by: Melida Cohen
Congratulations you have a new baby! Having a new baby is hard enough but when you choose to breastfeed you sometimes feel that you made this experience even harder. Breastfeeding is not as difficult as it looks or as you may have heard from others. It is actually pretty easy and a very fulfilling way to nourish your newborn once you get the hang of it. Remember as with most things practice makes perfect! Breastfeeding is new to you and to your little one but with a little practice you two will become pros in no time!
During the first week of your baby’s life, your breasts will produce colostrum for your baby to drink. Colostrum is rich in antibodies and aids the baby’s immune system. It also helps him pass his first bowel movement, which is called meconium. Meconium is black and tarry looking and is in the first few diapers after birth. Then he begins to transition to a brown substance and after your milk comes in, it becomes a yellow, mustardy stool that is loose and watery. Bottle-fed babies pass firmer, tannish stools than breastfed babies.
After 24-48 hours after birth, your baby will start having wet diapers that will increase to two or three a day.
Your technique and positioning is a very important factor in ensuring that your breastfeeding experience is a great one. There are a few different positions that can be used to make the experience more comfortable for you and baby. Some of these positions include:
• Laying down - Lay down on you side with pillows behind you to support your back. Lay baby facing you with her head on a pillow your breast should be level with baby’s mouth. Bend your legs with a pillow between your knees and then have baby latch on.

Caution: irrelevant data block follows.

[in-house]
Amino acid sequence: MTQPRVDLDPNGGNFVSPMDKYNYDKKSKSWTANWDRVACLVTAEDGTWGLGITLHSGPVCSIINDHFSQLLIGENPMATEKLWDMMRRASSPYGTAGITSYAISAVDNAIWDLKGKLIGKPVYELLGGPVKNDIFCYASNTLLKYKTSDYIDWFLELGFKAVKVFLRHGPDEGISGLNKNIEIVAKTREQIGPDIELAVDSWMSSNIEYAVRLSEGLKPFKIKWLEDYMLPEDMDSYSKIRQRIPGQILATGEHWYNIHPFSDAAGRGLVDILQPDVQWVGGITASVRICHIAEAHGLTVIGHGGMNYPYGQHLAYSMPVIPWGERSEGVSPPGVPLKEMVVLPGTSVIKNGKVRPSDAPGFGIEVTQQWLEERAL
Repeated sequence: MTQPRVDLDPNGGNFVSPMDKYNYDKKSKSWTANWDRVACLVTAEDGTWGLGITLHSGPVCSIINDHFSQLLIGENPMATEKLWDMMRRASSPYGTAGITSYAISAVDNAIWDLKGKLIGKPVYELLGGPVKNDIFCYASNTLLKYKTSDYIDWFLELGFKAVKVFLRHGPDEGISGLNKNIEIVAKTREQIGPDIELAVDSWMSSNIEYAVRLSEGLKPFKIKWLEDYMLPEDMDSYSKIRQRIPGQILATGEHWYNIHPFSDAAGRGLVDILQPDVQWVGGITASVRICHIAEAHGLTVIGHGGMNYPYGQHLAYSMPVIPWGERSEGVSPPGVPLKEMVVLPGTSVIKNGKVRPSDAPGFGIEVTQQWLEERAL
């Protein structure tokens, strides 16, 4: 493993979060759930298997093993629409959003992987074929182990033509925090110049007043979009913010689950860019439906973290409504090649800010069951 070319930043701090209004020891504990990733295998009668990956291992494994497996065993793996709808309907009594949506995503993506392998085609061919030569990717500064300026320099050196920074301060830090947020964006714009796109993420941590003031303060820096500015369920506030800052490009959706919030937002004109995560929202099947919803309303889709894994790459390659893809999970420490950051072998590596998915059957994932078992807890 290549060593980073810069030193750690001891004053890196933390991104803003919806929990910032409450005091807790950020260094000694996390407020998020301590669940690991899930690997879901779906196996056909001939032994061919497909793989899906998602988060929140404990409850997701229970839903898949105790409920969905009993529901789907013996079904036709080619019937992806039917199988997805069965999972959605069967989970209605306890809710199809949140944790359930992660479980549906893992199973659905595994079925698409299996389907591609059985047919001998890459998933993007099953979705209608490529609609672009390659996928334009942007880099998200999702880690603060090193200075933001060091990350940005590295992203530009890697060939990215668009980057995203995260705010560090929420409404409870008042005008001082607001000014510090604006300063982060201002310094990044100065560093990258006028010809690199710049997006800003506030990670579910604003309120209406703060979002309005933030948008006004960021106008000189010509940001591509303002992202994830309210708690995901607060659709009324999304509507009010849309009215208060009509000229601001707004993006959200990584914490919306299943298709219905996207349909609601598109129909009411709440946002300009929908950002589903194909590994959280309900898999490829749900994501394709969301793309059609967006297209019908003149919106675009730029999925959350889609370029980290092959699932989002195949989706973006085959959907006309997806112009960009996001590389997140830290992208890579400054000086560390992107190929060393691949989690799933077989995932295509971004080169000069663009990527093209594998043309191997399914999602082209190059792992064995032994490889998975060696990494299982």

• Sitting Up – Sit up either in bed or a comfortable chair or couch with pillows supporting your back and head. Place a pillow on your lap and put baby on top of the pillow in your arms, you can rest your arms on the pillow to make it easier to bring baby up to your breast. Bend your knees to make this even easier have baby latch on.
• The Clutch Hold – This is also known as the football hold. This position is also good when nursing twins as it allows mom to have a baby on each side. Sit down and tuck your baby under your arm almost like a handbag. Rest baby’s head on a firm pillow on your lap. Ensure that baby’s feet are behind your back. Your hand is at the back of baby’s neck, not on baby’s head. Your arm will extend down baby’s back , guide baby to latch on
These are just a few of the positions that you can use there is also the cradle hold, clutch hold, and the transition position. Do some research to learn these other positions to nurse your baby if you find the above positions uncomfortable.
Breastfeeding My Baby, Where Do I Start?
About The Author
Melida Cohen is author of "Baby's First Year: Everything You Should Know but probably don't," She is a mother to 3 children. Her goal is to empower new moms and mothers to be.